The issue of randomisation without consent has come up in New Zealand. Because I’m on the HRC Data Monitoring Core Committee, which monitors some NZ clinical trials I don’t want to say much about any current NZ clinical trials, even ones we’re not monitoring. I do want to talk about the principle.
The always-useful NZ Science Media Centre has rounded up a couple of bioethicists on the topic, and you should read what they say. I’m not a professional bioethicist, but I have been involved in discussions about the ethics and conduct of clinical trials since I was in high school, learning from people with internationally recognised expertise.
In contrast to physicians, who tend to start off from the doctor-patient relationship, my views have generally been that informed consent, if you could do it right, would be the only thing needed. If research participants understand all the issues and freely choose to take part, it doesn’t matter what anyone else thinks.
In practice, though, you can’t get perfect informed consent. Many people don’t have the resources to get a really thorough understanding of the issues even when they are healthy, much less when they are sick. They will often go along with a recommendation from their physician, even if she doesn’t think she’s giving one.
Since you can’t get perfect informed consent, you need other safeguards as well. Physicians need to decide whether a trial is suitable to suggest to patients; ethics committees need to decide whether it meets guidelines; paperwork needs to be filled in; whistleblowers need to be protected.
On the other hand, consent is still primary. New Zealand was home to one of the dramatic examples of what can happen when clinical research decisions are left to people who think they are on to something.
Given that I believe participant consent is the primary ethical principle in research and that the other principles are there as safeguards, does that mean I’m opposed to all research without consent? In fact, no. Any research that can be done with informed consent should be done that way. Any research that can be done with advance consent before people become incompetent should be done that way. Any research where the patient can’t consent but a guardian or next-of-kin can consent should be done that way. Any research that can be done with even very limited patient assent (people with some types of mental illness, older children, people with dementia) should be done that way in addition to any other safeguards. And as with any vulnerable group, research should only be done on people who can’t give consent if the treatment is primarily intended to benefit precisely that group of people.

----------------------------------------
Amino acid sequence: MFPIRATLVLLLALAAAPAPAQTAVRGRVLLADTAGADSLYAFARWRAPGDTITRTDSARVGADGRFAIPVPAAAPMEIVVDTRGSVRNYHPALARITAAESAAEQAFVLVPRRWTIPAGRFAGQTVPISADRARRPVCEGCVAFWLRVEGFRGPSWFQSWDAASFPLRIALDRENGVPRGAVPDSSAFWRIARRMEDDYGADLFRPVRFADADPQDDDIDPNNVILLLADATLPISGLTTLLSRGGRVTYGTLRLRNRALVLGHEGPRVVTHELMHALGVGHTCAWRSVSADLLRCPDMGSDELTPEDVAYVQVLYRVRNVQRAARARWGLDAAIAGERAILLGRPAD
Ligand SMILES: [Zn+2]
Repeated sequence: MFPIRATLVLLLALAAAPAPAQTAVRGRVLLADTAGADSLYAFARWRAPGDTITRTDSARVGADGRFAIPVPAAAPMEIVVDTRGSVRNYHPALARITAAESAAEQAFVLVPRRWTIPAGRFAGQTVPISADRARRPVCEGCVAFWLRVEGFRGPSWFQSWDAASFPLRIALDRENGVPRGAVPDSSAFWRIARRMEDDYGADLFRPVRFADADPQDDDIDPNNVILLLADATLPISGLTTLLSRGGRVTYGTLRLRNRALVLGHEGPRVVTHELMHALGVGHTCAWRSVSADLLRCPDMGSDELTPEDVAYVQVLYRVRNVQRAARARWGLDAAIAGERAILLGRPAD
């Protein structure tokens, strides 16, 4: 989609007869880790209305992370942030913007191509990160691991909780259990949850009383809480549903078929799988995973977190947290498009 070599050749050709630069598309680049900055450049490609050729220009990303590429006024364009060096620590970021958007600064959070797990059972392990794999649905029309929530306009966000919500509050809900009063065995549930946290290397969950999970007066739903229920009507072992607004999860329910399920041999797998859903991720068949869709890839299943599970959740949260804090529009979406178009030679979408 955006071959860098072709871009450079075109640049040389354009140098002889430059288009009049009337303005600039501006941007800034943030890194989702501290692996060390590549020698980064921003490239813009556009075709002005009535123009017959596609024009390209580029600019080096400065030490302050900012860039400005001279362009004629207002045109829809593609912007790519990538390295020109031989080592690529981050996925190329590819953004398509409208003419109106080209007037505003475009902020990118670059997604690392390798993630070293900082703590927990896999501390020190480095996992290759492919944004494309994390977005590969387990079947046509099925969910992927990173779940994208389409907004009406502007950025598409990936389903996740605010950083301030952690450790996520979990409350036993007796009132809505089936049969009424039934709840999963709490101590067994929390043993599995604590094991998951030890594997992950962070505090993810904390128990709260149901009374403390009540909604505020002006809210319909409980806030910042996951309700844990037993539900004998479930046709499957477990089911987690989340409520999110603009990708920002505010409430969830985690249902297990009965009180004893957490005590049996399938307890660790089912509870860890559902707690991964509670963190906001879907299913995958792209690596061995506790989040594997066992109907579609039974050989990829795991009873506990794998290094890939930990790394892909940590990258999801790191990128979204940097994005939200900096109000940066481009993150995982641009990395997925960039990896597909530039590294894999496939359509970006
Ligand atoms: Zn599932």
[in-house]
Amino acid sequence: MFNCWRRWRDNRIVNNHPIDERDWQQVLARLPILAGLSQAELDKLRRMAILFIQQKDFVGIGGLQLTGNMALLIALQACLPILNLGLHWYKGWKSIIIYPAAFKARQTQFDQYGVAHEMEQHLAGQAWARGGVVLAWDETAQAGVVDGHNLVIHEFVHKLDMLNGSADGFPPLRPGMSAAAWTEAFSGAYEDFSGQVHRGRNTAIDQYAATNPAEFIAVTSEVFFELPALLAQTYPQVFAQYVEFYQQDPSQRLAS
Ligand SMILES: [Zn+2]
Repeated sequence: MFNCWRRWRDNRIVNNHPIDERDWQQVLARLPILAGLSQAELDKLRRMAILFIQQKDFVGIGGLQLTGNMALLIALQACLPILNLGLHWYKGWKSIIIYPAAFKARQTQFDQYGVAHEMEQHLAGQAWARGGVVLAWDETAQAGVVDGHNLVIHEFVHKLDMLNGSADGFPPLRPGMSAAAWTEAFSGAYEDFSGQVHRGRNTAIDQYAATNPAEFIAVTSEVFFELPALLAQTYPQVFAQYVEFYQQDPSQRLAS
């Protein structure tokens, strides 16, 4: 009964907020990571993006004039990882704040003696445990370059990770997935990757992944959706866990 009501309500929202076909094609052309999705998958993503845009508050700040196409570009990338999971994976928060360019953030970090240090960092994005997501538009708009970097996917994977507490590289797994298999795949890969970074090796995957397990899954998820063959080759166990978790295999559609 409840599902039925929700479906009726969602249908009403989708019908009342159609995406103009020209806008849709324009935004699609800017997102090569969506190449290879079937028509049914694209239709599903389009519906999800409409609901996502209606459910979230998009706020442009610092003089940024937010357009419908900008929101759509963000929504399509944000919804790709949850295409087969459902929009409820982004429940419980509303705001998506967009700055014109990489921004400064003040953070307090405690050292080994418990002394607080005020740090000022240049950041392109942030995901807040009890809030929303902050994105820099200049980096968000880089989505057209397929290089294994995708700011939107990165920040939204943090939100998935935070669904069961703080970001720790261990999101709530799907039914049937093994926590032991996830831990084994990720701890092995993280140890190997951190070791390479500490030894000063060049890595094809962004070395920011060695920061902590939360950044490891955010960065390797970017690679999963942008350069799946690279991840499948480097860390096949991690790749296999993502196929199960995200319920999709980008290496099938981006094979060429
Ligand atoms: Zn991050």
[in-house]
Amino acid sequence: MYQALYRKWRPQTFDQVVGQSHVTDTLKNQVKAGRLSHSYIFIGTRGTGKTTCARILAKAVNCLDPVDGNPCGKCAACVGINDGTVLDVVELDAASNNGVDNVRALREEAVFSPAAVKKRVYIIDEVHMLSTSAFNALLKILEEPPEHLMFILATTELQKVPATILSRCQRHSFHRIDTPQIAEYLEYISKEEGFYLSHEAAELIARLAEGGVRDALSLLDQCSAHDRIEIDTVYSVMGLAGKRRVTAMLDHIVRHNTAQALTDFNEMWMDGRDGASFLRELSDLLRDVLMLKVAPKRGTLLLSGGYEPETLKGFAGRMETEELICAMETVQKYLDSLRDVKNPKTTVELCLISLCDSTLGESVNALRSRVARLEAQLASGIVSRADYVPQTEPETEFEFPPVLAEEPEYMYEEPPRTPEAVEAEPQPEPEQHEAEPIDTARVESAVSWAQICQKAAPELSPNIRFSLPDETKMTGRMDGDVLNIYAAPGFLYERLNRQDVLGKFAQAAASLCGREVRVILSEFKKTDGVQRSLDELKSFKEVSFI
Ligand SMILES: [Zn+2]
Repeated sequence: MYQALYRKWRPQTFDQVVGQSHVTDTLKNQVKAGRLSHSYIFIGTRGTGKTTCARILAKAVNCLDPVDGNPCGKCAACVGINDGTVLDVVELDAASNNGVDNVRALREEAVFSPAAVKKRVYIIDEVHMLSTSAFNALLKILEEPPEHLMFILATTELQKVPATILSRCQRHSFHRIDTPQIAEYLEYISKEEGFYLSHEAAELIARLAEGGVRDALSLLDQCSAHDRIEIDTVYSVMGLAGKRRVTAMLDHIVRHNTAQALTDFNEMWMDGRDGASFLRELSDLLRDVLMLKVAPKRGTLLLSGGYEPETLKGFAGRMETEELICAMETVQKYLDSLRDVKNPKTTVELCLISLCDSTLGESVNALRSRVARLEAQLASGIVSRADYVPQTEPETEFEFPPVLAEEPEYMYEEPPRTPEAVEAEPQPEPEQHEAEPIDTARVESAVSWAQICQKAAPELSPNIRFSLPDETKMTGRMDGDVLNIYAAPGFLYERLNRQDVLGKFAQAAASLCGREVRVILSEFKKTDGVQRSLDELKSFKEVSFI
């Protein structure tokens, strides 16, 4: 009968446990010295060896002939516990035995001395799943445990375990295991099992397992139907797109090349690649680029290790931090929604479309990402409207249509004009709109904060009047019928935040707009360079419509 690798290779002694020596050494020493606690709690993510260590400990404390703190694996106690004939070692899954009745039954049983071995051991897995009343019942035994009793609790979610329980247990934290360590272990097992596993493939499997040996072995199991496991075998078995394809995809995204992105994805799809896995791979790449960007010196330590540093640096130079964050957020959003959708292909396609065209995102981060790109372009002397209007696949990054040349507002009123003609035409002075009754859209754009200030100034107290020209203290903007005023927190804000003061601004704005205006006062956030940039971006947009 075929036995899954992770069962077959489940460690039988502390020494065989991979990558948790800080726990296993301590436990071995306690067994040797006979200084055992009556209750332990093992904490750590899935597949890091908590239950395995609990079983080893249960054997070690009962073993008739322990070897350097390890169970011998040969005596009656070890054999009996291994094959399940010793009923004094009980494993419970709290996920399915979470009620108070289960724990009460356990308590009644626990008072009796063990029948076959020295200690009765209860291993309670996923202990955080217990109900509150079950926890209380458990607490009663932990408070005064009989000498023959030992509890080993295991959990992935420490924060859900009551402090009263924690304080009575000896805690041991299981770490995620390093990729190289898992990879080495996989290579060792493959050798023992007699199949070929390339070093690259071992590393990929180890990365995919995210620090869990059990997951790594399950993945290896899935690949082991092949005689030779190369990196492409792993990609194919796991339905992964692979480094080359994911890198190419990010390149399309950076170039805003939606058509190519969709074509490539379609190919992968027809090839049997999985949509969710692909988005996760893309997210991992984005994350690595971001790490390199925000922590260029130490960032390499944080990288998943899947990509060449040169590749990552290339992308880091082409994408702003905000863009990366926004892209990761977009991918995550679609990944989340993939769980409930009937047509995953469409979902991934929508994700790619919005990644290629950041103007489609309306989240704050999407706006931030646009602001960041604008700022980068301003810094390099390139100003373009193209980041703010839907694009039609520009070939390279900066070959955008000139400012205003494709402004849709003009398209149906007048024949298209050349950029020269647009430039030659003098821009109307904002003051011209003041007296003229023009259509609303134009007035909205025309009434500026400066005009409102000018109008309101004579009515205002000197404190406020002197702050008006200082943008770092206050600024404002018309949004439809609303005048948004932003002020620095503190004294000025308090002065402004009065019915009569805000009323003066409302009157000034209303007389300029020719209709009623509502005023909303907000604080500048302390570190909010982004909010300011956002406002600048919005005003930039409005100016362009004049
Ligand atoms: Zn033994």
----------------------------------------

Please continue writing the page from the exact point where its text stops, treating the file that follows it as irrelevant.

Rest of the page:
However, I used to live in Seattle. Seattle has a long record of research and development in resuscitation medicine: treatments that are given to people who can’t consent because they are basically dead at the time. Not unrelated to that, Seattle has one of the highest survival rates for out-of-hospital cardiac arrest.
There are three possibilities for resuscitation medicine
- No new treatments are ever introduced.
- New treatments are introduced, but not evaluated
- People are randomised without consent
None of these is ideal, but I think the first two are worse than the third.
It’s still important for randomisation without consent to have additional safeguards that aren’t needed for normal clinical trials. In Seattle this included special ethics review, public consultation, public advertisement of how to opt-out of randomisation, and monitoring of how many people withdrew consent once they were in a state to be asked.
That is, the extra safeguards were intended to ensure that trials proceeded without consent only if there wasn’t any other way, and if there was good reason to believe people would have consented given the opportunity. If the public consultation was negative or if lots of people withdrew consent for data use, consent to randomisation could no longer be assumed and you pull the plug on the trial.
In New Zealand there seems to be a term “retrospective consent” for when people wake up and you ask them how they feel about being randomised. I think this is the wrong way to phrase the issue. We need to recognise that participants are being randomised without consent, just as unconscious patients are routinely treated without consent if there is no alternative. We can, and must, ask patients whether they consent to their data being used, and whether they approve of having been randomised. But that’s not consent to randomisation and treatment. It’s too late for that.